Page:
by Eric Altheide
It sometimes seems the one thing that our society simply cannot allow is innocence.
I had my first child, a son, one year ago last week. I think my students have grown tired of my talking about him, but I am fascinated by how his day-to-day explorations pertain so closely to the work we do as theatre artists. I am in awe at his sense of openness, curiosity, fearlessness, and mostly, his wonderful sense of joy at the simplest things. I watched with rapt attention the other day while he explored one of the closure flaps on his box of diapers . . . for thirty minutes.
It is this same sense of childish joy and exploration with which Lennie Small approaches the world. He never expects that anyone would want to hurt him or keep him from achieving his dream: to tend rabbits on the farm George keeps promising him they will one day own.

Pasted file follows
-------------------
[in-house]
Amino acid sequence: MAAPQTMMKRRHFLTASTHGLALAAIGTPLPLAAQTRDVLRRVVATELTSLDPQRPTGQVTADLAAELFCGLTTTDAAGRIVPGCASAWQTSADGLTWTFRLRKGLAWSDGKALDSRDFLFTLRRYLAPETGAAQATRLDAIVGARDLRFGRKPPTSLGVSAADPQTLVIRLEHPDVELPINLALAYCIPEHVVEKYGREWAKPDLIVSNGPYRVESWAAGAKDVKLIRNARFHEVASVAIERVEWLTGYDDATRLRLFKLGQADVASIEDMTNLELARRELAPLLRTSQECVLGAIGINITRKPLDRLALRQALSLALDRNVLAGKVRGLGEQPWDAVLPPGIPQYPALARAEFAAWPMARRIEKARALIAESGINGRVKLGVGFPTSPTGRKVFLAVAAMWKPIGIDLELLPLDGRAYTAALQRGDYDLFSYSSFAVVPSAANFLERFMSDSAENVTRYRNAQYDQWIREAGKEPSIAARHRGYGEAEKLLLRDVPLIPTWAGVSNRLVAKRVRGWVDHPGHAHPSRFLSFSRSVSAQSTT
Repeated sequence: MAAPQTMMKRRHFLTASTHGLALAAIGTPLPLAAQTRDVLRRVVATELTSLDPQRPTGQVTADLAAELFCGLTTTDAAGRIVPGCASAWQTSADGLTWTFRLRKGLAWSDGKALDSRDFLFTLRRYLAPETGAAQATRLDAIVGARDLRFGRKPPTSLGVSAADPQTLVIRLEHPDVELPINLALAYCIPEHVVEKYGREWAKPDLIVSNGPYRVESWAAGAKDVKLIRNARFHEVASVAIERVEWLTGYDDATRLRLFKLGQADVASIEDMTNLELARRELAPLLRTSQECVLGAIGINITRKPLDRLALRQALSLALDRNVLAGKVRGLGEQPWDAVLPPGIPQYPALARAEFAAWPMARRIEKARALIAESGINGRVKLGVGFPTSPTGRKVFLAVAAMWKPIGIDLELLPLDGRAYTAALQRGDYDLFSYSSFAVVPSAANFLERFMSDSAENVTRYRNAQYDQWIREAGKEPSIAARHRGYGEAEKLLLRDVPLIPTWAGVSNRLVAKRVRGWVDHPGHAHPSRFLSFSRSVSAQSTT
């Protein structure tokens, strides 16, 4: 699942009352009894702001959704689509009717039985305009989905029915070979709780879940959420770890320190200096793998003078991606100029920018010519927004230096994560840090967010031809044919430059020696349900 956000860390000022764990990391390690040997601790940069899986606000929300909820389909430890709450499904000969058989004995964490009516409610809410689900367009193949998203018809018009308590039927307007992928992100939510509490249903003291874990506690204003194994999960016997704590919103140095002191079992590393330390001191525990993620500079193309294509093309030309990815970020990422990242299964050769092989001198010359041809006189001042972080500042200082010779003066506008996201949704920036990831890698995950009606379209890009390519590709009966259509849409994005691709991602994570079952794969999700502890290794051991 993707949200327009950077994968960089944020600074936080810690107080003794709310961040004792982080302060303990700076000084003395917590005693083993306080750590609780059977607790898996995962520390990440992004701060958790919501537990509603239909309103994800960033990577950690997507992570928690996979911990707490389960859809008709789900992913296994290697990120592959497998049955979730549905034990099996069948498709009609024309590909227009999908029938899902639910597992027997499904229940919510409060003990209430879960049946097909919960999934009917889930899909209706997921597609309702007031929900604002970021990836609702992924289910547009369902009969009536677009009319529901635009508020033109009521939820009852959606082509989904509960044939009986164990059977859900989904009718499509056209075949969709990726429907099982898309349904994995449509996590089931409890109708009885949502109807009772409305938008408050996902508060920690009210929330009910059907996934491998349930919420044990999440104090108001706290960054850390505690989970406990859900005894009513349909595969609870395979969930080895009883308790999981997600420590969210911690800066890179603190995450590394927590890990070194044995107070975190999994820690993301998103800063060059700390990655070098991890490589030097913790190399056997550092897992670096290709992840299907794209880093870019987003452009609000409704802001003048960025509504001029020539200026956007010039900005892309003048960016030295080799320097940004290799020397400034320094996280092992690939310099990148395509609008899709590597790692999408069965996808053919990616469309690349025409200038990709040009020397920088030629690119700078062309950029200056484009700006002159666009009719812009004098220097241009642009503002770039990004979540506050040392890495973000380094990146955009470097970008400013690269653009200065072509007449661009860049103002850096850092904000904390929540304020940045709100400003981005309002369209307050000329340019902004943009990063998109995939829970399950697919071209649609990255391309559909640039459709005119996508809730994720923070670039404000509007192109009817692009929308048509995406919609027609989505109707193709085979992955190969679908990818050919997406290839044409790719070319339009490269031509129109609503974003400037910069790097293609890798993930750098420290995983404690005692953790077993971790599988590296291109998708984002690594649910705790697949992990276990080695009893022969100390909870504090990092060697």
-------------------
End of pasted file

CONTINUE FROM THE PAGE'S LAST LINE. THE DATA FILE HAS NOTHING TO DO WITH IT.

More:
However, the migrant workers’ world of the 1930s provides a dangerous backdrop for such innocence. Drifting from place to place, these men lack any ties to home or family. When men belong nowhere, they belong to no one and are ruled by no law. Friendships do not flourish on this dry and lifeless land, so the men regard its rare appearance with suspicion and contempt. Having no control over the world beyond them, they exert their power within their diminished one, attacking any weakness and killing any sentiment or love.
Rising above all of this, George has accepted the greatest responsibility of all: that of another person’s life. He protects the innocence in Lennie by filling him with dreams in which he no longer himself believes. But as the events of the story begin to conspire against them, George must do more to guard Lennie from the world raging to confront him. He preserves the dreams he has instilled in Lennie by forever shielding him from seeing the realities and the darkness that have always surrounded them. His is a profound act of love; the only one in the play.